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Mick Mars - Infos and/or Opinions

RV52

Member
Messages
566
Late to the party, I know.
Last week I saw, for the first time, a concert (DVD) of Motley Crue.
Any infos here about Mick Mars' Strats?
I'd like to read your opinions about his skills as a guitarist too.

And of course, a happy new year to you all.
 

sahhas

Silver Supporting Member
Messages
18,103
Vintage Guitar mag had a profile of him from a few years ago and had a good writeup of his guitars he used. He has a fair amount of vintage guitars, one of his main stage guitars (at the time of the article) was a 60s player strat that he modded. i think he said it had been parted out (not original), so wasn't collectible in those terms, so he made it one of his main stage guitars....a few years ago i heard the beginning of Dr. Feelgood come on at a fitness center, and when I heard the feedback i wondered "who is this?" then when i heard Vince's voice and the chorus, i thought: wow-Mick is certainly a better guitar player than i thought!
 

1941WillysMB

Member
Messages
685
From reading their bio, it seems like he really held the group together in the early days. Being older and less about partying, he was sort of the voice of reason amongst a bunch of raging kids.

His playing, tone and attitude have always impressed me.
 

cvansickle

Gold Supporting Member
Messages
12,313
I agree that Mick Mars is terribly underrated, but Motley Crue was completely a sum of its parts. Mick's sound and style was tailor made for Crue; you couldn't plug him into just any band and get a satisfying result. But what he did with Crue had moments of sheer amazement, IMO. I saw them live in the 80s twice, once really close to the stage (Girls Girls Girls tour). I was blown away by his sound and style, and I went out the next day and bought a Kramer Beretta!
 

boldaslove1977

Gold Supporting Member
Messages
4,805
i finally got around to seeing them live... for their second-to-last show ever at the staples center last year. could not believe how good he sounded. not that i thought he'd be bad, but he exceeded expectations.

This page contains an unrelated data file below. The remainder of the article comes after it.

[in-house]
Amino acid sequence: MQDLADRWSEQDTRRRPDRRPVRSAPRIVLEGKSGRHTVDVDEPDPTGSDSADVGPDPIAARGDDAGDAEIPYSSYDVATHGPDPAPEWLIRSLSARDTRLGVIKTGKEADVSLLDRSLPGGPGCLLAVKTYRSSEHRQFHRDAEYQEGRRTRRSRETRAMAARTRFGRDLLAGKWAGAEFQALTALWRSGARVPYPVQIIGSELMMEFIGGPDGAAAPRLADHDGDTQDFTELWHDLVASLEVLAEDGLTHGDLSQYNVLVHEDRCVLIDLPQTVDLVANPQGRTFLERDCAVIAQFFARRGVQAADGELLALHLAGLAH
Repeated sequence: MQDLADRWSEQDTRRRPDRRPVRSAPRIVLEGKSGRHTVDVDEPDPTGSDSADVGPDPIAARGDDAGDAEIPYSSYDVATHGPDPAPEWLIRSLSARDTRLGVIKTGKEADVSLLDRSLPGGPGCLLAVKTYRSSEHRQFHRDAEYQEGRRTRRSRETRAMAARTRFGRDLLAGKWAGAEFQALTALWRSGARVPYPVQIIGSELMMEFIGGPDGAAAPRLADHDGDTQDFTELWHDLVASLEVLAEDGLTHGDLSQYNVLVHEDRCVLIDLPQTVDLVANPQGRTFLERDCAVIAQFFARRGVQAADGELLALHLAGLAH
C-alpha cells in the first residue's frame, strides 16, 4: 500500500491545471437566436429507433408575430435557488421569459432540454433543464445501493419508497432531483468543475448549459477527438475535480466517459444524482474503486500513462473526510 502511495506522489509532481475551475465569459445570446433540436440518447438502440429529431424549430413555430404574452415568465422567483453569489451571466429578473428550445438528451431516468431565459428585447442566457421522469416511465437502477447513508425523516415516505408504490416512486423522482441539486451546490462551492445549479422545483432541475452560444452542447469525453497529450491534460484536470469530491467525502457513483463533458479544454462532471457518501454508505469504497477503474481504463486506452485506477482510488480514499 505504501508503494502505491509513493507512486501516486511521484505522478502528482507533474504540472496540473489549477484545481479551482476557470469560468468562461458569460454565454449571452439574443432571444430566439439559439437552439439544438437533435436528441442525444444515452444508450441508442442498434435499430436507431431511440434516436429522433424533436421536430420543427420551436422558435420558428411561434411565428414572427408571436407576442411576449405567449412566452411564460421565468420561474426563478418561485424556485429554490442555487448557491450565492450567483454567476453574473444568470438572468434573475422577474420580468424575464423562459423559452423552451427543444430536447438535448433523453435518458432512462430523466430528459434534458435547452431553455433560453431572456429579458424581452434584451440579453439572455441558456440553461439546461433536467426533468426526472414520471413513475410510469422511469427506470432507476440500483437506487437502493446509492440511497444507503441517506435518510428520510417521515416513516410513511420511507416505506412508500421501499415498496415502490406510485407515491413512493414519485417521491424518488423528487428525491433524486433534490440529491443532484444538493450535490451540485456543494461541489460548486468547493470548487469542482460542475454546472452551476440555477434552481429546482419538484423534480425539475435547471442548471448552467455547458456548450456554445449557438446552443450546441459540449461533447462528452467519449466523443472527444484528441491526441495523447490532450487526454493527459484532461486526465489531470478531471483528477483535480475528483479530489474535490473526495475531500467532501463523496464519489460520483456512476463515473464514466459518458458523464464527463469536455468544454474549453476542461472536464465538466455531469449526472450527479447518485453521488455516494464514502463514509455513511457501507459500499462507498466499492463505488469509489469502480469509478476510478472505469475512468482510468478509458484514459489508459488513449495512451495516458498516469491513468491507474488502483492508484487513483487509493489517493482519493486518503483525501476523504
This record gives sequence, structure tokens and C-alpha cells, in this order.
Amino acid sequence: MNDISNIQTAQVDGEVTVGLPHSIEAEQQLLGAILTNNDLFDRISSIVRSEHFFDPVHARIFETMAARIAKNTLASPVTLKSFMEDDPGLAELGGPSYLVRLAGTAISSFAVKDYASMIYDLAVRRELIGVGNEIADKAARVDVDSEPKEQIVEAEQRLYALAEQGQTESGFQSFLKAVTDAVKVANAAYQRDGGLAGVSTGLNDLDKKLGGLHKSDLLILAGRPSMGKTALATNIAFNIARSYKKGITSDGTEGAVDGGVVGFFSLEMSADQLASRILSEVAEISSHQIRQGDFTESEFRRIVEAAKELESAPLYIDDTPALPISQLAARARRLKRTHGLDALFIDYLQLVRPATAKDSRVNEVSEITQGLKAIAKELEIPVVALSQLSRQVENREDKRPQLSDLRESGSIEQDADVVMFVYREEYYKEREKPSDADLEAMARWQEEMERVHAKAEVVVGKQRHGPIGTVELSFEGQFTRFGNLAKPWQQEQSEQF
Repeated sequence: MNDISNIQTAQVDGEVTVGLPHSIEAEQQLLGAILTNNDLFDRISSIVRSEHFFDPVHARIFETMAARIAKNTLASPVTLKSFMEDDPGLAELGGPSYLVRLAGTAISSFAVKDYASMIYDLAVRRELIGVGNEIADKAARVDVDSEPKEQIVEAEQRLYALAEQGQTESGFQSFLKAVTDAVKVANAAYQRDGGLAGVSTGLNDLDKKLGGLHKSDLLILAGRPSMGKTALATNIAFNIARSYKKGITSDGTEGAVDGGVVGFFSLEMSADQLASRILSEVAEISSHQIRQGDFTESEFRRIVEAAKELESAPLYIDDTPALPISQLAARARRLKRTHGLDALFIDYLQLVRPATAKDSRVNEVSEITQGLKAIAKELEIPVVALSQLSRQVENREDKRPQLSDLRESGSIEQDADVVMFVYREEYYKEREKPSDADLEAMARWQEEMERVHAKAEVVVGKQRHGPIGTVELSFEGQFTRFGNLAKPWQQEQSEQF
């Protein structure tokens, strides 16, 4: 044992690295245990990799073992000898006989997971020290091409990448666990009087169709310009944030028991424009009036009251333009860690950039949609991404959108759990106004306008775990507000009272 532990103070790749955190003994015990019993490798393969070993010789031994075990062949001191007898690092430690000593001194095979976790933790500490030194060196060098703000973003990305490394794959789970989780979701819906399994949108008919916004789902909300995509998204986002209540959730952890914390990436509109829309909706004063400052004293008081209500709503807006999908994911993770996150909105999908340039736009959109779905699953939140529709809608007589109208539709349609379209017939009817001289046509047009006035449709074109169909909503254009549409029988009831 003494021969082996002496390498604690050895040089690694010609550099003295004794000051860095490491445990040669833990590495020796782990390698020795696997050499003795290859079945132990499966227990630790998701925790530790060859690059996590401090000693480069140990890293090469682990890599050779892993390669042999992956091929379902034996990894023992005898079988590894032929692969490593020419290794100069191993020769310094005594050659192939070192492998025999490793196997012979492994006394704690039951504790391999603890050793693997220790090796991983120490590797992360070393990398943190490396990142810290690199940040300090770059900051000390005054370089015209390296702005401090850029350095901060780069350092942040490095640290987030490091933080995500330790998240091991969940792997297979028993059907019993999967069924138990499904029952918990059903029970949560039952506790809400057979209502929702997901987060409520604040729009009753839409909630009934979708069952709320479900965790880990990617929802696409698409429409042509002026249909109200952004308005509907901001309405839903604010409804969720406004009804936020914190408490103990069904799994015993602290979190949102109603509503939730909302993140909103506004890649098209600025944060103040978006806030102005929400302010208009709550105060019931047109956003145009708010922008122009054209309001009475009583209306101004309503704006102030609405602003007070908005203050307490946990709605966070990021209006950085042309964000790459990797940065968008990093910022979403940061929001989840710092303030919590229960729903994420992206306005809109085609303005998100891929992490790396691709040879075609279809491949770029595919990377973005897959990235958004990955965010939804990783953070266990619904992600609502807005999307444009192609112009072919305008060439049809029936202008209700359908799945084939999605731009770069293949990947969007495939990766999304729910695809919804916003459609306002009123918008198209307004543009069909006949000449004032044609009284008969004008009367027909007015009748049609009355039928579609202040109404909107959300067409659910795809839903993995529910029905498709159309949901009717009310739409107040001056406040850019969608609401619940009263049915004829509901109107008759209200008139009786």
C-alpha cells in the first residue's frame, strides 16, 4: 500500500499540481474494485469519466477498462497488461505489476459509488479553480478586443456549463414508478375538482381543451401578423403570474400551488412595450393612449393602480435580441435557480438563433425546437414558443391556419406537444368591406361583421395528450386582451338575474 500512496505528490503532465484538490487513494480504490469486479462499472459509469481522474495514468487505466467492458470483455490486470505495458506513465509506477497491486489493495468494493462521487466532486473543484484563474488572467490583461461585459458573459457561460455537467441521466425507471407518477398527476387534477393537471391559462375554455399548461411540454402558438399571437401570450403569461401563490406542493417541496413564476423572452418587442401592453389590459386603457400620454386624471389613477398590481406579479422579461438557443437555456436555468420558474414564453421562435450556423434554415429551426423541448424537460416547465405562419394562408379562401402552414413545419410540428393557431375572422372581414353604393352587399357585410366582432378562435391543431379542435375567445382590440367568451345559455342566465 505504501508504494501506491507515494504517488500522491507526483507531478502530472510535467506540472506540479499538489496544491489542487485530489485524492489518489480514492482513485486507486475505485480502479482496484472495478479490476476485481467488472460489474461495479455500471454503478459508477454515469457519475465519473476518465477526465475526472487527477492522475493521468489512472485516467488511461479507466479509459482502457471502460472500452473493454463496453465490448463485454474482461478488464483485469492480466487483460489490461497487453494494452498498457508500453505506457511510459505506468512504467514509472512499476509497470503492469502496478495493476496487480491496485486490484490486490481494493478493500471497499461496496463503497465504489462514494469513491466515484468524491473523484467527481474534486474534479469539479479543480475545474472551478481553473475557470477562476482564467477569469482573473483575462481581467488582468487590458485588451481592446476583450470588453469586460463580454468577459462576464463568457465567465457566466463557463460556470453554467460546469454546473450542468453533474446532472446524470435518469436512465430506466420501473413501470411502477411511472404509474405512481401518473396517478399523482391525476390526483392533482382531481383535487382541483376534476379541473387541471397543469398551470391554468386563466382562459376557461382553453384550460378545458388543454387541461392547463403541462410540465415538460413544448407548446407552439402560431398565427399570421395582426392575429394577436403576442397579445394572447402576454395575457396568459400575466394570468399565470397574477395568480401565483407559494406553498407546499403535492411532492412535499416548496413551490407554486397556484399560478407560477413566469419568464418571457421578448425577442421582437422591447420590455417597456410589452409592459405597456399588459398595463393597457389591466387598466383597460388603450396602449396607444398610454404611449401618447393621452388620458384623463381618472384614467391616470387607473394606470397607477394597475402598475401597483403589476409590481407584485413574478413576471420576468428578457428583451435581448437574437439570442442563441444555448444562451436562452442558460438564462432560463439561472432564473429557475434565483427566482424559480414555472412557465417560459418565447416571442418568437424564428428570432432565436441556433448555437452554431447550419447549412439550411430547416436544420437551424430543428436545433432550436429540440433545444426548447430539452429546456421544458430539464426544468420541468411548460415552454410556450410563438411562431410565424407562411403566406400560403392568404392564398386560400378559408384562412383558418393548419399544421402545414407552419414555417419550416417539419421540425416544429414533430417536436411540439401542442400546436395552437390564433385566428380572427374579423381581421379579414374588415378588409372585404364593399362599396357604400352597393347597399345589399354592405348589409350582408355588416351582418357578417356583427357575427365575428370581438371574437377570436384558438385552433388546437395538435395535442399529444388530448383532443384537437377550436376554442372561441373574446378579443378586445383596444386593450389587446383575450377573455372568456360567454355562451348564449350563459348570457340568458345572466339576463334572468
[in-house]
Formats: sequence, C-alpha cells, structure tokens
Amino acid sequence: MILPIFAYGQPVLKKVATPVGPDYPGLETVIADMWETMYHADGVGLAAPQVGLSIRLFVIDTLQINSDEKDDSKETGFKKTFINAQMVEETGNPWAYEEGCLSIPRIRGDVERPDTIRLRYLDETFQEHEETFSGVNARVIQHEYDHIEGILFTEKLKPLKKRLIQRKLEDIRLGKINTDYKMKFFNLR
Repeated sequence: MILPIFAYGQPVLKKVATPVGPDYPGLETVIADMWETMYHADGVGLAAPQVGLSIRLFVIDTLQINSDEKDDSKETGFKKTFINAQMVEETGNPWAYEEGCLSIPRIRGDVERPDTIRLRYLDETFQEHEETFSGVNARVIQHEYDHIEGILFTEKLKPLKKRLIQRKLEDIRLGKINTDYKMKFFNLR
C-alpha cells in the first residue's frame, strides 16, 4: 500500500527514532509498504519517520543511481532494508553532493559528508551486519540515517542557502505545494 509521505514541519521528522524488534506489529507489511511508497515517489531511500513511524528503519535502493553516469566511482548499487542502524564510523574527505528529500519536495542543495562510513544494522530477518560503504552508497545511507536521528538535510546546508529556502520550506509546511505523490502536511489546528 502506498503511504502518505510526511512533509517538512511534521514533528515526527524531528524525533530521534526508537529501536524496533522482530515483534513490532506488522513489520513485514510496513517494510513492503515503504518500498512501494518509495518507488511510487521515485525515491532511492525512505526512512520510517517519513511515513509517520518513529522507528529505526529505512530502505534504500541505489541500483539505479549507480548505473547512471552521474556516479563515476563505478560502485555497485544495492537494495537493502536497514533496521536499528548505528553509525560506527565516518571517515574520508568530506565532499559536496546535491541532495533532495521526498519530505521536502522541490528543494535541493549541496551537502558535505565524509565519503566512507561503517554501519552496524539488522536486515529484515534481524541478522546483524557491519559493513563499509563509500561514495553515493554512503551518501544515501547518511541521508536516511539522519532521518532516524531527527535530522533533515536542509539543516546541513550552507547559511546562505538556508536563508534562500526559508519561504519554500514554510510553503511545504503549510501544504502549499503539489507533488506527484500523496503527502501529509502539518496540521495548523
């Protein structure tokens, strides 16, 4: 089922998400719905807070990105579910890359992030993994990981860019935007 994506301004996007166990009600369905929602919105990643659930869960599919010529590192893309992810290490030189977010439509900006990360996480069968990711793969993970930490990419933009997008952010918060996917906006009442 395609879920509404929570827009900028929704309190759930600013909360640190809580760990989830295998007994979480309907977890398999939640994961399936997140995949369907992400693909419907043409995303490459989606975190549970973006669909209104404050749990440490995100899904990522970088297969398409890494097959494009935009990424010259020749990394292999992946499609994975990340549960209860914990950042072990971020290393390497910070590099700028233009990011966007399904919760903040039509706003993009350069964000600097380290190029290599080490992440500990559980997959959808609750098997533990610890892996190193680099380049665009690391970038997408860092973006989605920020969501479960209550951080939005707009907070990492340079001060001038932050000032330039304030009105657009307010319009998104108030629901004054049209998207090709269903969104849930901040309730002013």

maybe i'm the last to know this... but you hear shades of jeff beck in his live playing that don't necessarily come out on the albums.
 

Hammered

Silver Supporting Member
Messages
3,527
Not much to ad other than I saw Motley the first time of many on Halloween 1982. Mick used a black Les Paul for that gig
 

boldaslove1977

Gold Supporting Member
Messages
4,805
I agree that Mick Mars is terribly underrated, but Motley Crue was completely a sum of its parts. Mick's sound and style was tailor made for Crue; you couldn't plug him into just any band and get a satisfying result. But what he did with Crue had moments of sheer amazement, IMO.
this is a great point... and it goes for all of 4 of them.
 

Guitarworks

Member
Messages
11,050
Never been a fan. I chuck him in the same file with Richie Sambora - I don't detest his playing but I was never inspired by his playing or songwriting either.
 

garret

Member
Messages
1,055
Saw one of "The Last Tour" shows a year or so ago. I though his tone live was great!

Didn't dig his early sound as much as the later albums. But preferred the early songs.

Mick can play man. Not earth shattering but created some great riffs. He has my respect.
 

standard24

Senior Member
Messages
9,075
As I recall, he has dealt with pretty serious health challenges his entire life -- Ankylosing spondylitis, an awful form of arthritis since he was a teen.
The way I heard him describe his health malady in an interview, was that his bones were fusing together to form one long spine-bone. Extremely painful.
 

mikebat

Member
Messages
11,569
I feel sorry for him about his health. Sucks.

I was never a fan but his tone improved as the years piled on. His sound on the debut record was really not to my liking. Very razor like.

But Vince Neil was the real reason I could never really listen to Motley Crue. The songs and rhythm section were the highlight for me.
 

SL_22

Member
Messages
2,640
Like others have said, he doesn't get the credit he deserves for his abilities or the success of the band. His riffs were the driving force of the music.
He's probably the primary reason I picked up the guitar.
After seeing the video of Looks that Kill, I begged my parents for a guitar. I loved that sound. I still think his tone on Shout at the Devil is one of the best from the era. It's mean & aggressive.
He sounds great on Theatre of Pain as well. His solo in Home Sweet Home ain't fancy, but it's one of my all time favorites.
Seeing them live is where he shows what he's capable of. His transitions from rhythm to lead and back are flawless.
I got to see them twice on the girls tour, twice on the feelgood tour, & a few other times since, He's always sounded fantastic.
 

ksandvik

Member
Messages
6,328
Just the sheer massive sound he could produce as the only guitar player in the band on live shows is pretty amazing.
 






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